This one is simpler to wrap your head around; absolute humidity is the total amount of water in a given area. That’s it.
Finally, understanding these two, we can answer:
Why Do Electric Heaters Not Affect Humidity But Make The Air Feel Drier?
Putting these little facts together, we can figure out why people might think electric heaters dry the air out:
- Electric heaters heat the air up
- Hot air carries more water vapor than cold air
- Because the hot air decreases the relative humidity, it makes the air feel drier but doesn’t change the amount of water in the room overall.
- Therefore, people think it’s drying the air out when in reality, it’s not.
How Low Can Relative Humidity Get Before It Gets Bad?
Now, there is a reason that people may get worried about ‘dry air’, even if it has more to do with relative humidity and less to do with there actually being less water in the air.
In short, we can suffer some ill effects if the relative humidity falls below thirty percent. Some of these issues can be:
- Chapped lips
- Coughing/aggravating lung conditions like asthma, bronchitis, sinusitis, and those prone to nosebleeds
- Itchy or flaky skin
- Dry eyes
- Sore throats
- Colds or other illnesses
The reason for this is that a low humidity level dries out your mucous membranes – especially in your nose – which is one of your body’s primary defense mechanisms, which makes it easier to catch colds and other illnesses.
With warm air carrying water vapor much easier than cold air, humidity might be the real reason that some of us were told we’d “Catch our death of cold” in the winters.
But it’s not just bad for you – it can do some damage to your home and your belongings too if the air becomes too dry. This might include:
- Wooden furniture or wooden floorboards cracking
- Electronics getting damaged by static shock
- Paint chipping
- Wallpaper splitting
So, whilst your electric heater doesn’t dry the air out in terms of absolute humidity, you still might want to take some action so your relative humidity doesn’t become a problem.
Related Reading: What Heaters Are Safe to Leave on Overnight? [COMPLETE LIST]
What Can I Do To Increase My Relative Humidity?
There are a couple of things that people recommend you do if you’re worried about relative humidity, especially if you have to use an electric heater throughout the winter months.
Some of the commonly found advice include:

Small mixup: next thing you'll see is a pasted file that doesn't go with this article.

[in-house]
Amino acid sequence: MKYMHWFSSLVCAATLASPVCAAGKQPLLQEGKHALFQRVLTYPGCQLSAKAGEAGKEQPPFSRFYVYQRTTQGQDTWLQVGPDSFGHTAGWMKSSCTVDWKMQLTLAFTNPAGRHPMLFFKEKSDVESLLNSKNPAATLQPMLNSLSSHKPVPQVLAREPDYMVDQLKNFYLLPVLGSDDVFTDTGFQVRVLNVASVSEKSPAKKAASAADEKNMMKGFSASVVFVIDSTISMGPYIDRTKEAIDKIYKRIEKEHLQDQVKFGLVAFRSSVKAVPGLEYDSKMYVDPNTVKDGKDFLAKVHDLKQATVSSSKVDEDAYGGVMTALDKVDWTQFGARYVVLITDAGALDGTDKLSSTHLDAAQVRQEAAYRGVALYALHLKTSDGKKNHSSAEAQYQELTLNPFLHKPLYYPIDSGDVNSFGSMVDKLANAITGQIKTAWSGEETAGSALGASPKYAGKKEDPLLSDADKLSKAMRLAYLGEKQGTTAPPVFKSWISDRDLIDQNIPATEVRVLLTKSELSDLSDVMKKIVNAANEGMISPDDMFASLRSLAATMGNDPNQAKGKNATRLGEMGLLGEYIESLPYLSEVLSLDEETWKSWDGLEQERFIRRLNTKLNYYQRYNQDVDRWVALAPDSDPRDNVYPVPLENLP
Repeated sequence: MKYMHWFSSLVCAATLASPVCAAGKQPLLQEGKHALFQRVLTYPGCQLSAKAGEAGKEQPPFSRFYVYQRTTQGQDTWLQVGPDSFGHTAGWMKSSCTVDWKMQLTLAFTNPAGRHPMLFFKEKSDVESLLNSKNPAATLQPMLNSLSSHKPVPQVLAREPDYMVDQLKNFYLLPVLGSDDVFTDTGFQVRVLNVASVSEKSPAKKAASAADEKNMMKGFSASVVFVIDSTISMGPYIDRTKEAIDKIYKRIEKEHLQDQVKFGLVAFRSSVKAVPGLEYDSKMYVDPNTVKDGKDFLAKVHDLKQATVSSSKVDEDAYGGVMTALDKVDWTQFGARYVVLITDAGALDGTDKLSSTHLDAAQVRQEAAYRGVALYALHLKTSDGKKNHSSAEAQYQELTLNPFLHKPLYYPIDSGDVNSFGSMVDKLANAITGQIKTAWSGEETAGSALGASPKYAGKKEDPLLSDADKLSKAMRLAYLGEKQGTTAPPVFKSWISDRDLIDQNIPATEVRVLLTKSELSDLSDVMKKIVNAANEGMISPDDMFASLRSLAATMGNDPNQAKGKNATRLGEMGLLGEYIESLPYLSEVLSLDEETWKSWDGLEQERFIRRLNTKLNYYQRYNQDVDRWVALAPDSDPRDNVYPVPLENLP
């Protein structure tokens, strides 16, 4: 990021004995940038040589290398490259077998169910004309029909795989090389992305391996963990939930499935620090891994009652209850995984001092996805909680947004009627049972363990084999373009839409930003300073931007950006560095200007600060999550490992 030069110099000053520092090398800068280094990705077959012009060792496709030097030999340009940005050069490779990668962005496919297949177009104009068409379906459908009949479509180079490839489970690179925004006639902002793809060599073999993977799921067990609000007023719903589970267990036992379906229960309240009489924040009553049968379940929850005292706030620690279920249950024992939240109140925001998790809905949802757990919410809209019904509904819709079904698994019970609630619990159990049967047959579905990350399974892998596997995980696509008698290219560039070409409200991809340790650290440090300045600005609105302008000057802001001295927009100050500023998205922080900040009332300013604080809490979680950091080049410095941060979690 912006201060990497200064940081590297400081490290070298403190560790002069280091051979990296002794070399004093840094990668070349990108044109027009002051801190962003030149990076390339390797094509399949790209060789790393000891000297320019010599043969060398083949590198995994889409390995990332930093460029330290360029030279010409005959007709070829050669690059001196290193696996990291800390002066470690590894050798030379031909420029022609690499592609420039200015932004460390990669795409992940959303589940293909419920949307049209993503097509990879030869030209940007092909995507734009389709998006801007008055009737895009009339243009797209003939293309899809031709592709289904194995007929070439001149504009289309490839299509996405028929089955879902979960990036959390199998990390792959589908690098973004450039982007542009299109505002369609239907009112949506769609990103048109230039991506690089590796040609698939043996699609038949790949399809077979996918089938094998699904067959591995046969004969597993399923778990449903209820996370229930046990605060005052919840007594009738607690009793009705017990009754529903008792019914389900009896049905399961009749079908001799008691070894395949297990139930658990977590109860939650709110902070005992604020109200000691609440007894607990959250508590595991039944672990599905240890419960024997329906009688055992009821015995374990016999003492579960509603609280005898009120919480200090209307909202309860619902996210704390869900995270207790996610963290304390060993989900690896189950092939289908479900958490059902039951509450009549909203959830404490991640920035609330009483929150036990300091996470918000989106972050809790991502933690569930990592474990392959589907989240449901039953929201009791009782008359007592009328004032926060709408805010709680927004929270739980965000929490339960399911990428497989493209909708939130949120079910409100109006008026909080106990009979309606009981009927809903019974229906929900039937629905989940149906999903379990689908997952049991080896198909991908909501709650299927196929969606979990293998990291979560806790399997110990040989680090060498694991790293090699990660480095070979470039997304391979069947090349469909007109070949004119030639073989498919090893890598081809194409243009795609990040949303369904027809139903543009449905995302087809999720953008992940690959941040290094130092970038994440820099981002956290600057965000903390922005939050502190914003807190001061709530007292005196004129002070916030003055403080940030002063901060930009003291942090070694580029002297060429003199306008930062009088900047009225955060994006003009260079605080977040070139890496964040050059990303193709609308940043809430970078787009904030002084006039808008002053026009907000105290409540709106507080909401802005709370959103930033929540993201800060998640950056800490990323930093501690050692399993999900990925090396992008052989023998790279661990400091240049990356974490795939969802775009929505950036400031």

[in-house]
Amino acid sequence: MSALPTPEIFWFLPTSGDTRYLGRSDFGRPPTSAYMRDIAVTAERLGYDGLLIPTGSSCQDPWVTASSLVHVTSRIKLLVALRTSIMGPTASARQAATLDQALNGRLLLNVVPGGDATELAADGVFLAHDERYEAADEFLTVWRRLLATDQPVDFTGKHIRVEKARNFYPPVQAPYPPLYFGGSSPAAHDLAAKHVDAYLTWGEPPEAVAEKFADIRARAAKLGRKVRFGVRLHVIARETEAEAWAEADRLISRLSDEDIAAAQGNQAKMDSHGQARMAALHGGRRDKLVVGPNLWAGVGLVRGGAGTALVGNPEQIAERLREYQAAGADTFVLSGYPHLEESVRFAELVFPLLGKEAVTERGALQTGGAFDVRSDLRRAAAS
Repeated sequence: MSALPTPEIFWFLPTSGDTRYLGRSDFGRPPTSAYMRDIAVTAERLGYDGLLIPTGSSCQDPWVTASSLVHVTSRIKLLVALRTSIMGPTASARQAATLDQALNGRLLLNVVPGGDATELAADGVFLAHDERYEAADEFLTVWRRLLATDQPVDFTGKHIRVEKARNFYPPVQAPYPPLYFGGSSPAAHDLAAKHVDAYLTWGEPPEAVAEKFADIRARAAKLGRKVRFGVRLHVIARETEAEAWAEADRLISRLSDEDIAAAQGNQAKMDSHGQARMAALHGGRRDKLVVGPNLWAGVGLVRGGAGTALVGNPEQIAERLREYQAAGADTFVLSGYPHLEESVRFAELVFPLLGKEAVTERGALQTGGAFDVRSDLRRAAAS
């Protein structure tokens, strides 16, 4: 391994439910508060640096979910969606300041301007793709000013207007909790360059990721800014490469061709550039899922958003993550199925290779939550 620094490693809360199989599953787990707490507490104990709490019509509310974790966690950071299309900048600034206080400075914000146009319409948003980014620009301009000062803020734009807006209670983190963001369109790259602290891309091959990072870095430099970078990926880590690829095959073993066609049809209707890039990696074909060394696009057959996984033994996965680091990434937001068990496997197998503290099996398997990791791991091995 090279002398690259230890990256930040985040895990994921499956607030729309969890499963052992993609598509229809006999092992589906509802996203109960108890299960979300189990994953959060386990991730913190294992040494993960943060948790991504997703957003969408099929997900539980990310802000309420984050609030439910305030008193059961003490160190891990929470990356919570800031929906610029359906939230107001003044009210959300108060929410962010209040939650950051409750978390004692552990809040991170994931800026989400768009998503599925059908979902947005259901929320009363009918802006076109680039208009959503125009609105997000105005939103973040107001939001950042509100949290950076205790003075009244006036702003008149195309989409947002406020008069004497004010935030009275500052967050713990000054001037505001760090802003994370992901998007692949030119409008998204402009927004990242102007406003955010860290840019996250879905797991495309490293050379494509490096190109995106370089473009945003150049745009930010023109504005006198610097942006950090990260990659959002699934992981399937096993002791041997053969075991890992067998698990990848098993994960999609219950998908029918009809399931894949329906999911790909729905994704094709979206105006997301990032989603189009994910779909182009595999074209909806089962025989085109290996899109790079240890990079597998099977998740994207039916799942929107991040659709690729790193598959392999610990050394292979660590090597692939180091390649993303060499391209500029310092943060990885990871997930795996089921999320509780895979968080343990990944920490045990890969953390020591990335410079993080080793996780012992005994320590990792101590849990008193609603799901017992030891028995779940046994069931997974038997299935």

- Buy a humidifier – these little gadgets add filtered water to the air as a fine mist. It can both help with your dry skin and eyes, but also adds a few small degrees in temperature
- Put bowls or pots of water around the place – place containers of water around for natural evaporation. (You could even add a little essential oil for a nice scent around your home)
- Buy an aquarium – looks pretty, but most of them are also heated and therefore will evaporate and add a little moisture to whatever room it’s in
- Hang wet clothes inside – sounds strange, but hanging wet clothes inside may help increase the effectiveness of an electric heater as well
What Do I Do To Offset Relative Humidity?
If you’re one of the people who suffer from dry air – either by the itchy skin, dry eyes, or a lung condition, then there are a couple of things you can do yourself, as well as the above tips to add moisture to the air:
- Make sure you keep sipping hot fluids. Can be soups, teas, or coffee – but keep your nose and throat hydrated
- If you suffer from itchy skin, always keep a natural moisturizer on hand during the winter months. If it’s particularly itchy and painful, your doctor can prescribe some extra strong moisturizers.
Related Reading: Best Wall-Mounted Patio Heaters [REVIEWED]
In conclusion, electric heaters don’t dry out the air in the sense of changing the amount of water in the air, but it does make the air feel a hell of a lot drier.
If this bothers you, then systematically adding moisture to the air through humidifiers or adding natural sources of water to evaporate into the air should go a long way to solving your problem with that, and if you suffer medically from dry air, ensure you keep drinking hot fluids and moisturize regularly.